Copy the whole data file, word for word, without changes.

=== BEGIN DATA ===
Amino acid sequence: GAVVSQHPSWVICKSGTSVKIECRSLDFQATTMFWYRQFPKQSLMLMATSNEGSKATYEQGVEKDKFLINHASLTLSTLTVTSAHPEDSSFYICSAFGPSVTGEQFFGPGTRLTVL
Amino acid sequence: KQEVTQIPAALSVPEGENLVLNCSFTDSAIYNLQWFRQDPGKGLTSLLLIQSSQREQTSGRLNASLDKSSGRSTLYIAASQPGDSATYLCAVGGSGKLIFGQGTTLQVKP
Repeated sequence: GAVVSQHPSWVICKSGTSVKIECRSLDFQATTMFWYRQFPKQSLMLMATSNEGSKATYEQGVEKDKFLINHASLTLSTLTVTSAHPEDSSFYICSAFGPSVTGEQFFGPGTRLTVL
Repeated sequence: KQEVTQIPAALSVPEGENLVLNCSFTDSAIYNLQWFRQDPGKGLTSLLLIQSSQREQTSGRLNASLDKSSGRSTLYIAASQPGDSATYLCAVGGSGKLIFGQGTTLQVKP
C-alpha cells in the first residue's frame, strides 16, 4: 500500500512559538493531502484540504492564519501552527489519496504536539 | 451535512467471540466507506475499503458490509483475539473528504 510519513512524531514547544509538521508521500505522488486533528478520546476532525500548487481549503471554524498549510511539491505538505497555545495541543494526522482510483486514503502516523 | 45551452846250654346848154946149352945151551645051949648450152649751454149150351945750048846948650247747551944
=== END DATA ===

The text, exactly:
Amino acid sequence: GAVVSQHPSWVICKSGTSVKIECRSLDFQATTMFWYRQFPKQSLMLMATSNEGSKATYEQGVEKDKFLINHASLTLSTLTVTSAHPEDSSFYICSAFGPSVTGEQFFGPGTRLTVL
Amino acid sequence: KQEVTQIPAALSVPEGENLVLNCSFTDSAIYNLQWFRQDPGKGLTSLLLIQSSQREQTSGRLNASLDKSSGRSTLYIAASQPGDSATYLCAVGGSGKLIFGQGTTLQVKP
Repeated sequence: GAVVSQHPSWVICKSGTSVKIECRSLDFQATTMFWYRQFPKQSLMLMATSNEGSKATYEQGVEKDKFLINHASLTLSTLTVTSAHPEDSSFYICSAFGPSVTGEQFFGPGTRLTVL
Repeated sequence: KQEVTQIPAALSVPEGENLVLNCSFTDSAIYNLQWFRQDPGKGLTSLLLIQSSQREQTSGRLNASLDKSSGRSTLYIAASQPGDSATYLCAVGGSGKLIFGQGTTLQVKP
C-alpha cells in the first residue's frame, strides 16, 4: 500500500512559538493531502484540504492564519501552527489519496504536539 | 451535512467471540466507506475499503458490509483475539473528504 510519513512524531514547544509538521508521500505522488486533528478520546476532525500548487481549503471554524498549510511539491505538505497555545495541543494526522482510483486514503502516523 | 45551452846250654346848154946149352945151551645051949648450152649751454149150351945750048846948650247747551944